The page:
In the relativistic world in which we live, we don’t allow our brothers and sisters in Christ to speak into our lives. God sometimes uses other people to reveal our sin to us. But if we believe what they’re saying is not true, we not only deny we are in sin but deny the Holy Spirit permission to reveal our sin to us. Revelation leads to conviction, which leads to repentance. Denial stops the revelation from taking place.
In today’s world, we are asked not to judge others. But judgment is different than condemnation. Judgment says, “What you’re doing is wrong. How can I help?” Condemnation on the other hand says, “What you’re doing is wrong and you are terrible person for doing it.”
Scripture is clear: “there is no condemnation for those in Christ Jesus” (Romans 8:1). Through Christ’s death on the cross we are no longer enslaved to our sin. However, Satan points an accusatory finger at us, hoping we feel shame even after we’ve been forgiven for our sin.
Judgment is actually a good thing as it allows God to us as agents of revelation in people’s lives. But judgment needs to be done in love. When we spend adequate time with someone, we have earned the right to speak into the lives. However, when we speak to someone about their sin without earning that right, we are condemning them, taking the emphasis off of the sin and onto the person.
The religious spirit can manifest in many ways, including judging others by their outward appearance, tearing others down without building them up, and going through religious motions without having a vibrant relationship with God. When this happens, we focus on behaviors instead of the heart.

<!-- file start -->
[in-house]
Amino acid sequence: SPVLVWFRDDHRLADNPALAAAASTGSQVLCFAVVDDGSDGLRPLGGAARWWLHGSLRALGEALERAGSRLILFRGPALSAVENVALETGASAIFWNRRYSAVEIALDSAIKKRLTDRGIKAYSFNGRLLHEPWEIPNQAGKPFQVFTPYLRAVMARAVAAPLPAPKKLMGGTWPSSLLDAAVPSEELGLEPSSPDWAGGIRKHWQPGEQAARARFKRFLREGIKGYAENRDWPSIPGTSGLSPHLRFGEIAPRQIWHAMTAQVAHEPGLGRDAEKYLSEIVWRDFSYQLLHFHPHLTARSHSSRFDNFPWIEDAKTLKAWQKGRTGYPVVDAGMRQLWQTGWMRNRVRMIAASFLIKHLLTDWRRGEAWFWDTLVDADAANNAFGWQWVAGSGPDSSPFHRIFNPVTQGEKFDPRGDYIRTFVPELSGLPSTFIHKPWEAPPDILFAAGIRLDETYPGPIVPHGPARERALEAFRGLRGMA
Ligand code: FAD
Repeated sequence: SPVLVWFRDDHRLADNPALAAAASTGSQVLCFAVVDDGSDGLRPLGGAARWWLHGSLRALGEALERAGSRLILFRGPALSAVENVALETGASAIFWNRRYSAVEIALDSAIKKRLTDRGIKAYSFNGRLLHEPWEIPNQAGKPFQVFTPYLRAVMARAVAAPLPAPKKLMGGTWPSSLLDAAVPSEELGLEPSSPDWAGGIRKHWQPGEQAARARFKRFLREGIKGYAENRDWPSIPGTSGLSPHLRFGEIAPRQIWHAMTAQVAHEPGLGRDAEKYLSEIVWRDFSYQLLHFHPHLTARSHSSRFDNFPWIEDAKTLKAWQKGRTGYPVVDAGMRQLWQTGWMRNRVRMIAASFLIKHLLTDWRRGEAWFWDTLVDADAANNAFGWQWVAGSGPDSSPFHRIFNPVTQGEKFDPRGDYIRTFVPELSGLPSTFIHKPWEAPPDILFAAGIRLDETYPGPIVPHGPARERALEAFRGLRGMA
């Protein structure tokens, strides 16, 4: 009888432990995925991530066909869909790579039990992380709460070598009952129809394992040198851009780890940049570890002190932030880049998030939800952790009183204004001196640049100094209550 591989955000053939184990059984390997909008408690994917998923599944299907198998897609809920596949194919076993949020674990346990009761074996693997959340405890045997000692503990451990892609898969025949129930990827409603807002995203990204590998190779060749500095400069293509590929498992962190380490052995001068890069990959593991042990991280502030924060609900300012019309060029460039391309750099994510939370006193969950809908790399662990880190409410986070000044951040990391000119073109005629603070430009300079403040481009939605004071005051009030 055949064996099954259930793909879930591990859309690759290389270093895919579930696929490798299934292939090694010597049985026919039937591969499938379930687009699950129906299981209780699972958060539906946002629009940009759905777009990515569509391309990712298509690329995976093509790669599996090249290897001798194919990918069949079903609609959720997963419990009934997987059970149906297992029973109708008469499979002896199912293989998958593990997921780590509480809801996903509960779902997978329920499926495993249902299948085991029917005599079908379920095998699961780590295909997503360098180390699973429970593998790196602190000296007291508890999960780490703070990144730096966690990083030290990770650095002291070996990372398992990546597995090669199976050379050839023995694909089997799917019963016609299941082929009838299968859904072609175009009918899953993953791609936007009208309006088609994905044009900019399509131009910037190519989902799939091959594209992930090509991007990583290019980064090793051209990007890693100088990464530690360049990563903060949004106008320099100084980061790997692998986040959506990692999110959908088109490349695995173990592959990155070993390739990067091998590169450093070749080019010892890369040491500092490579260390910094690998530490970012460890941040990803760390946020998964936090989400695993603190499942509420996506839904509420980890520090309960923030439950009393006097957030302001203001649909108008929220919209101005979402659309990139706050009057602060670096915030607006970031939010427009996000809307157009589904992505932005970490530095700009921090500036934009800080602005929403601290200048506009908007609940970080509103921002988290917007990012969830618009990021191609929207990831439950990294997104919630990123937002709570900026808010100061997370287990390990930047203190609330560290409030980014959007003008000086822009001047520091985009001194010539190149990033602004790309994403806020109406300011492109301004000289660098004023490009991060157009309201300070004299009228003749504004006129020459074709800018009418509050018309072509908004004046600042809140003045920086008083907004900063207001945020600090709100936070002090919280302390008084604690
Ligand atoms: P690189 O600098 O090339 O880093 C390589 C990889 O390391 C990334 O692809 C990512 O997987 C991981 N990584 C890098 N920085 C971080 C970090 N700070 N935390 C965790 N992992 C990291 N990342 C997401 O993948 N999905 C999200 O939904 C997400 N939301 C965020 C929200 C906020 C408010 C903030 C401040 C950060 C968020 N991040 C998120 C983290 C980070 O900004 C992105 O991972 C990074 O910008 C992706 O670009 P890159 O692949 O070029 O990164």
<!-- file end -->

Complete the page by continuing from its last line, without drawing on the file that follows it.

This is apparent in Scripture, and the best example is in the parable of the lost son in Luke 15:11-32. The father gives his inheritance to both sons early. The younger, prodigal son’s heart was not right. He cared more about lustful pleasures thinking about the love of his father. After the prodigal son received his inheritance, he left to squander it in sinful living. During this time, the heartbroken father does not chase after the son, but rather waits for him to return to repent. When the son returns in repentance, putting his old ways aside, the father throws his younger son a party.
Sin is not a behavior problem but rather a heart problem. If our hearts are not focused on the savior, we’ll focus more on behaviors rather than hearts. And when we focus solely on behaviors. we try to clean up our act and look the part of a Christian. We may be able to eliminate outward sin, but the inward sin of a heart focused on earthly pleasures still remains.
In the past year, I have found myself listening to 80s and 90s music, watching 90s movies, and perusing childhood toys on eBay. While there’s nothing wrong with these activities, I realize it is causing me to live in fantasy rather than reality.
Yearning for what was prevents us from moving forward in our Christian walk. In a sense, yearning for the good old days is a denial of a different kind. It forces us to go back to a “simpler time” and denying culture has changed. This renders us useless to using our gifts to help people whom God puts in our paths today.